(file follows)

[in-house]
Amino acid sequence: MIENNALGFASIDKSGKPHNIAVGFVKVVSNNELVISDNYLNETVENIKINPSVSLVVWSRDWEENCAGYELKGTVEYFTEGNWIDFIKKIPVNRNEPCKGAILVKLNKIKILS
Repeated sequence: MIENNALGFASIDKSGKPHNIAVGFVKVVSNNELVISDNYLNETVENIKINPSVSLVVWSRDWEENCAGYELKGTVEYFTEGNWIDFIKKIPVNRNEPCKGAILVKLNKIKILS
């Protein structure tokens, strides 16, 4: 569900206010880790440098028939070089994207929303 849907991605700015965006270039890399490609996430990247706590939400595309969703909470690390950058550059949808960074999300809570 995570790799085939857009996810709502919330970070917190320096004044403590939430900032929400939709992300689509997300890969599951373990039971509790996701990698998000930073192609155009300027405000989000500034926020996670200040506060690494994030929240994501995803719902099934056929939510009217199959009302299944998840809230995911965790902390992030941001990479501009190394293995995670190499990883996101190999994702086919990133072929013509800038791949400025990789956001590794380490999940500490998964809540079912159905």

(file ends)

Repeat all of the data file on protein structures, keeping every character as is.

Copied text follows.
[in-house]
Amino acid sequence: MIENNALGFASIDKSGKPHNIAVGFVKVVSNNELVISDNYLNETVENIKINPSVSLVVWSRDWEENCAGYELKGTVEYFTEGNWIDFIKKIPVNRNEPCKGAILVKLNKIKILS
Repeated sequence: MIENNALGFASIDKSGKPHNIAVGFVKVVSNNELVISDNYLNETVENIKINPSVSLVVWSRDWEENCAGYELKGTVEYFTEGNWIDFIKKIPVNRNEPCKGAILVKLNKIKILS
């Protein structure tokens, strides 16, 4: 569900206010880790440098028939070089994207929303 849907991605700015965006270039890399490609996430990247706590939400595309969703909470690390950058550059949808960074999300809570 995570790799085939857009996810709502919330970070917190320096004044403590939430900032929400939709992300689509997300890969599951373990039971509790996701990698998000930073192609155009300027405000989000500034926020996670200040506060690494994030929240994501995803719902099934056929939510009217199959009302299944998840809230995911965790902390992030941001990479501009190394293995995670190499990883996101190999994702086919990133072929013509800038791949400025990789956001590794380490999940500490998964809540079912159905």